Customer Experience – Keep it Simple Silly !


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I’ve learnt that people will forget what you said, people will forget what you did, but people will never forget how you made them feel – Maya Angelou

Does Customer Experience require information technology? Or let me rephrase the question, is it necessary to purchase – configure – operate an arsenal of information technologies to improve customer experience? Which is my way of asking, is it necessary to turn customer experience as a business philosophy / value proposition into CRM: an information technology?

It occurs to me that it is a mistake to collapse information technology and Customer Experience together. I say that your organisation can impact-improve the Customer Experience in many ways that do not require information technology. Where is my proof? I have a story to tell.

Why didn’t I buy from two well-known retail brands?

I needed some trousers; my preference was for Chinos. So I drove to a shopping centre in the town. I went to the first shop, found what I was looking for. And in the process I came across summer shorts. So with a handful of trousers and shorts I headed to the fitting rooms. Long queue. No movement for three minutes. No staff around to help out. I put the goods back on the racks and left crestfallen.

On-wards to the second retail brand, which just happened to be next to the first store, within five minutes or less, I found myself exiting this store empty handed again. Why? One, they just didn’t stock trousers that fit me. Just about every trouser that caught my attention was regular length and regular is too short for me as I am tall and have long legs. Second, no staff members around to ask for help in finding longer length trousers. Third, the prices showed up as being too high; I remembered what I had paid for the Chinos I was wearing.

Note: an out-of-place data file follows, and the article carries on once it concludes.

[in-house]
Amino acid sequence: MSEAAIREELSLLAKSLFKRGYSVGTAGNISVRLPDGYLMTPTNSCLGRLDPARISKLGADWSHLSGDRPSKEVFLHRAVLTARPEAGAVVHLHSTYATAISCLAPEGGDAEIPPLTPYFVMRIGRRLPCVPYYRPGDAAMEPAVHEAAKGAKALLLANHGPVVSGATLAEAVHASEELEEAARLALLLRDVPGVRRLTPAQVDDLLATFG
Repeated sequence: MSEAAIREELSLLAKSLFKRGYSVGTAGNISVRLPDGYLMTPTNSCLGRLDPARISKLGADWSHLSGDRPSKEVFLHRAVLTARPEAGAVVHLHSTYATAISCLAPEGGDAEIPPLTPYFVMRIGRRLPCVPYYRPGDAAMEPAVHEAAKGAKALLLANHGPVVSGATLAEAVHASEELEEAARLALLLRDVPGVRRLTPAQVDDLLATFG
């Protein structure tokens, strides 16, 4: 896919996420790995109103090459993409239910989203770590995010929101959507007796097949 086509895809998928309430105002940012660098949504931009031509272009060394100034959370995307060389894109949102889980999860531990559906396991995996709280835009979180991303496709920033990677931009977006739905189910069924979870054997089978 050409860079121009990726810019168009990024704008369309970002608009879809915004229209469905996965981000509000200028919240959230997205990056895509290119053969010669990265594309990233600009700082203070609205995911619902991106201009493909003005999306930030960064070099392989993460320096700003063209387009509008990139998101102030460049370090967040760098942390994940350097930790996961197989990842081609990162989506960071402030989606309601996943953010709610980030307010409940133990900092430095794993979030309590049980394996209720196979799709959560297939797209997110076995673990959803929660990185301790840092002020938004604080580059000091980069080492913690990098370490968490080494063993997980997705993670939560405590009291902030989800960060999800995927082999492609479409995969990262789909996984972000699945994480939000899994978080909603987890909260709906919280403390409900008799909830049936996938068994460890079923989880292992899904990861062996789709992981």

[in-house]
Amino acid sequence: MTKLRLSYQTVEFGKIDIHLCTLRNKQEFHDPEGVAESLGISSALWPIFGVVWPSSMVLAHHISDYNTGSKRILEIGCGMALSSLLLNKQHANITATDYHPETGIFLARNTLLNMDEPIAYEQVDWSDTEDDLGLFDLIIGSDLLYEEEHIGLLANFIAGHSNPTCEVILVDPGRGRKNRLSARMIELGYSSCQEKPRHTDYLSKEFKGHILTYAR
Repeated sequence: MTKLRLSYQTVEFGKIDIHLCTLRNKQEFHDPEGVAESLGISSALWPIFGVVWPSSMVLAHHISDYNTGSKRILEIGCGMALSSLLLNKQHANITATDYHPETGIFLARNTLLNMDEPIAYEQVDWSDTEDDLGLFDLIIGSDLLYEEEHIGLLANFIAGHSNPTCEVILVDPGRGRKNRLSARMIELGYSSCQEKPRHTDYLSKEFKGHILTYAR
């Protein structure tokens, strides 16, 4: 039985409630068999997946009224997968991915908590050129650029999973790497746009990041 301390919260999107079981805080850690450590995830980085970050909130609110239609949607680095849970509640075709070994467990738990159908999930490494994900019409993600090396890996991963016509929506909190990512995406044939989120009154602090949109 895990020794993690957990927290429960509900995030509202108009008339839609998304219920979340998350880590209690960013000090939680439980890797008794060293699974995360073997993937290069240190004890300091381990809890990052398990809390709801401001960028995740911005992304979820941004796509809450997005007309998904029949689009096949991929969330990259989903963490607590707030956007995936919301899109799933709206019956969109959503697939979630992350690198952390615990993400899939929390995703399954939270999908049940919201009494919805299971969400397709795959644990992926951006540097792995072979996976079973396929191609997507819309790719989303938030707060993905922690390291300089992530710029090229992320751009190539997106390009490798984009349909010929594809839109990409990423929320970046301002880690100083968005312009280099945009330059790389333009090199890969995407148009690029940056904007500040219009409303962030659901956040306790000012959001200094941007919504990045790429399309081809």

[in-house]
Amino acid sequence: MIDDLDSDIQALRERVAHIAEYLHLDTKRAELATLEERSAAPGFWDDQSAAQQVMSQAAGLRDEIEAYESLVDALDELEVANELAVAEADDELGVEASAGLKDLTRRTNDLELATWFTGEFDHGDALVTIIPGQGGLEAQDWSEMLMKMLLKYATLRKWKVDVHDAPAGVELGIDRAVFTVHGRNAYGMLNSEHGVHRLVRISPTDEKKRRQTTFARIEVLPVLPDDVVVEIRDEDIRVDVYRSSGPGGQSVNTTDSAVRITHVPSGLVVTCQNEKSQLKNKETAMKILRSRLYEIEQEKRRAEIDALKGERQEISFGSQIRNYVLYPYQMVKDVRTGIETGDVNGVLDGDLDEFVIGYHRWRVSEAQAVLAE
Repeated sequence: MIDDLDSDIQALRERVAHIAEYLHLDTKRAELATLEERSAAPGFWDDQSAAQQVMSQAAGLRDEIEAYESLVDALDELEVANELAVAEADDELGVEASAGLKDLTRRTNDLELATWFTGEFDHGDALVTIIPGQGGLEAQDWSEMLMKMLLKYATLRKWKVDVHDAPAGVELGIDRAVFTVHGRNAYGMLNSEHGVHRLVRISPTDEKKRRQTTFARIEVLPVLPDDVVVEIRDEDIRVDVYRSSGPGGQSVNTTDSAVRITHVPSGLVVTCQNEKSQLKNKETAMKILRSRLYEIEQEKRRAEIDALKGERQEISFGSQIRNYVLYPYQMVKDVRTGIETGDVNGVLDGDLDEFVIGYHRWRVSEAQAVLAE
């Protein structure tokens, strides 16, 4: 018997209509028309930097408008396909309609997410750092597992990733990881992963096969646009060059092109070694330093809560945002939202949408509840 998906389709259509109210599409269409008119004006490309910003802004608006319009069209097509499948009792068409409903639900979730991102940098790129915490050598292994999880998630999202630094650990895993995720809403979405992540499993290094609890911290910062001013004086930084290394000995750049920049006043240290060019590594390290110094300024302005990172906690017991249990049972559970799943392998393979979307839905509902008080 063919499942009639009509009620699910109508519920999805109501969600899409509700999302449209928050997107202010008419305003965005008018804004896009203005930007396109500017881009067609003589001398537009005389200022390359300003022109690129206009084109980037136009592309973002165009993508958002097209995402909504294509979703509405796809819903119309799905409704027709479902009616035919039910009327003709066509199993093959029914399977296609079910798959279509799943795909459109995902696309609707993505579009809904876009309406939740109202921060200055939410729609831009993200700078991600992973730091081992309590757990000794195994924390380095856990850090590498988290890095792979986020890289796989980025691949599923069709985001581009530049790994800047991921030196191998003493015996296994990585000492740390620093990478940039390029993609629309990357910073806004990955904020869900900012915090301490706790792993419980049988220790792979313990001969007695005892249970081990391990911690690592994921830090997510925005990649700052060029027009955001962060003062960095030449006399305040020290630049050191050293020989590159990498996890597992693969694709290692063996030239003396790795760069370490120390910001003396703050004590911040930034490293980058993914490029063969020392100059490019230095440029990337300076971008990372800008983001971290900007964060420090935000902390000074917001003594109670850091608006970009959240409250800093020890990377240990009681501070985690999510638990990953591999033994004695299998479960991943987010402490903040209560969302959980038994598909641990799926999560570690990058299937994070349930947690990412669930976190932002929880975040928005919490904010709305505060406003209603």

Here, I would like to divulge a contrasting online experience I witnessed at qualifiedhardware. A couple of days back I was searching for an exit alarm replacement for my garage door and came across their landing page. Unlike the fashion retailer who didn’t have the right SKU, QualifiedHardware had a plethora of options judiciously detailed out.

Spoilt with choices, I wasn’t able to decide which product to buy and I happen to come across a unique feature unlike I’ve seen anywhere else and this feature was send us a picture. Since I was happy with my last purchase, I simply uploaded my old alarm’s picture and the website gave me exactly similar option and I made my purchase within minutes and without any hassles. That right there was my moment of Aha!

Why did I buy from the Zara store?

Having had enough, I headed directly for the Zara store. Why? Because this is where I had purchased, some years ago, the Chinos I was wearing and was happy with. The store showed up as friendlier-easier as it was much smaller in size, I could clearly see two sales assistants, and they looked happy. I spent over $250 and walked out of the store with several Chino trousers and shorts. Why did I end up buying from Zara?

• They stocked the products that I was looking for – Chino trousers and a range of summer shorts